As promised! Following the popularity of Top Ten best yoga websites and articles on the web, and Top Ten yoga books in my library, Part 1, here’s the rest of the list. Plus don’t forget to check out Top Ten Yoga Videos online, Part 1.
Again, in no particular order, these are the second half of my top ten yoga books. I own every one of these books, and refer to them again and again.
Yoga Mind, Body and Spirit: A Return to Wholeness by Donna Farhi
An American brought up in New Zealand, Donna strongly emphasizes inquiring your way into your practice. She poses many questions that other teachers don’t even think to ask – like why practice asana at all?
This book starts where all yoga starts – with the breath. Donna explores letting the breath move you, and guiding the breath. From there, it’s a steady step by step look at the foundation of any good yoga practice. We’re asked to look at yielding, radiating, centering, supporting and aligning. It’s such a delicious way to explore practice, but it’s not all the book has.
There’s also an indepth look into the various systems of the body and how these function within asana. Donna examines the cellular body, the musculoskeletal system, the fluid body, the organ system and the neuroendocrine system.
All this before she begins an indepth look at the asanas themselves. Just picking this book up today makes me want to dive back in to see what goodness I pick up now.
Here’s her introduction to the chapter on forward bends and twists.
As we bend forward or twist our bodies we curve our awareness back toward ourselves, looking inward to the stillness of our centre. As we learn to surrender and release into that return, we can recuperate from the outward actions of our busy everyday lives, taking solace in self-reflection. …it matters little how far you can bend forward…, for whereever the point of resistance lies is the place where you have the greatest opportunity to learn and to change.
Kundalini Tantra by Swami Satyananda Saraswati
I bought this book direct from Will Fenton in Wellington, for a very good price too. Fishpond doesn’t even have it in stock, and lists it as $75.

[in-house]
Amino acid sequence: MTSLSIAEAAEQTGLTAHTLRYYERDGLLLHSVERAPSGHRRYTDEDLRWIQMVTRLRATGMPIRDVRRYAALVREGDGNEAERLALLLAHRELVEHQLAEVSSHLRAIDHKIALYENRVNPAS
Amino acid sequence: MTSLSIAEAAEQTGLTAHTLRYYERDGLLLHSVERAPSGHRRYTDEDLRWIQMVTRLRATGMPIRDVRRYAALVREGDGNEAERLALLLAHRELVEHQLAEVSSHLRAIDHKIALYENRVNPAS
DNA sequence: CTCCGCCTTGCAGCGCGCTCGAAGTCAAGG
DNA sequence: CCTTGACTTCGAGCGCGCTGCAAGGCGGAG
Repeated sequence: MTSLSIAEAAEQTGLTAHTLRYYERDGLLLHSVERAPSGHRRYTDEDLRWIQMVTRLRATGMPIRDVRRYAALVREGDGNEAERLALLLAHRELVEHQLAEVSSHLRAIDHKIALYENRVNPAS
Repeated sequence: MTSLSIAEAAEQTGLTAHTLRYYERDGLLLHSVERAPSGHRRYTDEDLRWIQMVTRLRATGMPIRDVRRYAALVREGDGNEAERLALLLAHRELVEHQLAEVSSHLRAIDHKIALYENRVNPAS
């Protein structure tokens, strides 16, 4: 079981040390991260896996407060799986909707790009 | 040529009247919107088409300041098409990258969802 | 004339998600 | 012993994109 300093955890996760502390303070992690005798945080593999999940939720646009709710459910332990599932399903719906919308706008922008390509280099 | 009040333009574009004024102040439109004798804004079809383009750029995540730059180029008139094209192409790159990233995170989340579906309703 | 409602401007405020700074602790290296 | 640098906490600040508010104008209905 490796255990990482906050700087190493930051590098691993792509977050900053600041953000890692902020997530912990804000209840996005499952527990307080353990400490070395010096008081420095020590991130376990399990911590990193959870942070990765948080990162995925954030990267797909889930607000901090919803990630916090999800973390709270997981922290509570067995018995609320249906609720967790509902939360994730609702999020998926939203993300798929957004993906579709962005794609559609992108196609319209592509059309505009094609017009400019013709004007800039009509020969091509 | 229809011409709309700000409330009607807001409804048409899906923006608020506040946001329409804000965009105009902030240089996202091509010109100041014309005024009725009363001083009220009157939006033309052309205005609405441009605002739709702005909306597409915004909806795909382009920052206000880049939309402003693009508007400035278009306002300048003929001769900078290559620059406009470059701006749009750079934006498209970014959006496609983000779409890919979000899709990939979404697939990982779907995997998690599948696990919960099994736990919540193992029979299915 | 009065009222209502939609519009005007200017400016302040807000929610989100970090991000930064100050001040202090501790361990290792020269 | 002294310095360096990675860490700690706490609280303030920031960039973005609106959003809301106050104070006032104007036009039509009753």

There’s so much goodness in here – as the title suggests, it’s an indepth look at Kundalini Yoga, including everything you need to know about awakening Kundalini, the chakras, yoga practice and research.
I’ve read this cover to cover, once, and I don’t feel like I’ve even begun to scratch the surface. Along the way I discovered that not only does Kundalini ascend the spine, it also descends. I discovered that there are many methods of awakening Kundalini including being born with an awakened Kundalini. There’s information on preparing for an awakening, and plenty of warnings about the folly of setting off down this path on your own.
The book is well grounded in experiential knowledge, plus scientific studies. The final section of the book is a compilation of studies that have been done on nadis, chakras and kundalini.
I love the way Swami Satyananda writes, he has a forthright, grounded, light-hearted style which makes the book easy to read and digest. Here he is talking about What is Kundalini:
Everybody should know something about Kundalini as it represents the coming consciousness of mankind. Kundalini is the name of a sleeping, dormant, potential force in the human organism and it is situated at the root of the spinal column. …as Kundalini ascends, it passes through each of the chakras which are interconnected with the different silent areas of the brain. With the awakening of Kundalini there is an explosion in the brain as the dormant or sleeping areas start blossoming like flowers.
Yoga: the Path to Holistic Health by B.K.S. Iyengar
This is one substantial book. It’s so thick and heavy, you could use it as a block in your practice. The front cover says “The definitive illustrated guide by the world’s leading yoga teacher”, which is quite the claim, but is entirely plausible. Iyengar is one of the world’s top teacher, and he excels in designing yoga practices for a myriad of different health conditions.
Iyengar had health issues as a child, so has personal experience with the physical healing power of yoga, and has used this experience to build a wealth of knowledge as to exactly which postures and in which order can relieve almost any health condition. This book lays out a series of fully illustrated practices in it’s section Yoga for Ailments, addressing everything from heart & circulation issues to the digestive system to muscle, bones & joints problems and everything in between. The practices are prop-heavy, but do give an excellent starting point for any home practice.